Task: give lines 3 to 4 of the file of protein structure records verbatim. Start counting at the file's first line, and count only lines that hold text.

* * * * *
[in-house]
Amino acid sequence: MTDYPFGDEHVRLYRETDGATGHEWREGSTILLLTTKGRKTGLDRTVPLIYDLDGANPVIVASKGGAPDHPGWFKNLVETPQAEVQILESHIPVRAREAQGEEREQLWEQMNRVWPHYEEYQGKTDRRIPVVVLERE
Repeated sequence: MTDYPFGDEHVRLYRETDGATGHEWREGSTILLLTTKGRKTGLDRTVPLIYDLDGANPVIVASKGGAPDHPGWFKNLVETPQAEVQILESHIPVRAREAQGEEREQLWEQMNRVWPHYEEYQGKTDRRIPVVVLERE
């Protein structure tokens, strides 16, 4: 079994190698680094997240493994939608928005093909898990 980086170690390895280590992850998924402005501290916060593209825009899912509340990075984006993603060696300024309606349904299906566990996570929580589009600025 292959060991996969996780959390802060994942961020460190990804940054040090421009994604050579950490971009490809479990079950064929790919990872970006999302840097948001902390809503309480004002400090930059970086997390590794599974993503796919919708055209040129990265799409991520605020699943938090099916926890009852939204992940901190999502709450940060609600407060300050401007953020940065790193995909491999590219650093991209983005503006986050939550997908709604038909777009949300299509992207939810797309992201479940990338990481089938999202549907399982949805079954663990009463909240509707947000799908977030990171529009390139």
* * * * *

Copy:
Repeated sequence: MTDYPFGDEHVRLYRETDGATGHEWREGSTILLLTTKGRKTGLDRTVPLIYDLDGANPVIVASKGGAPDHPGWFKNLVETPQAEVQILESHIPVRAREAQGEEREQLWEQMNRVWPHYEEYQGKTDRRIPVVVLERE
């Protein structure tokens, strides 16, 4: 079994190698680094997240493994939608928005093909898990 980086170690390895280590992850998924402005501290916060593209825009899912509340990075984006993603060696300024309606349904299906566990996570929580589009600025 292959060991996969996780959390802060994942961020460190990804940054040090421009994604050579950490971009490809479990079950064929790919990872970006999302840097948001902390809503309480004002400090930059970086997390590794599974993503796919919708055209040129990265799409991520605020699943938090099916926890009852939204992940901190999502709450940060609600407060300050401007953020940065790193995909491999590219650093991209983005503006986050939550997908709604038909777009949300299509992207939810797309992201479940990338990481089938999202549907399982949805079954663990009463909240509707947000799908977030990171529009390139």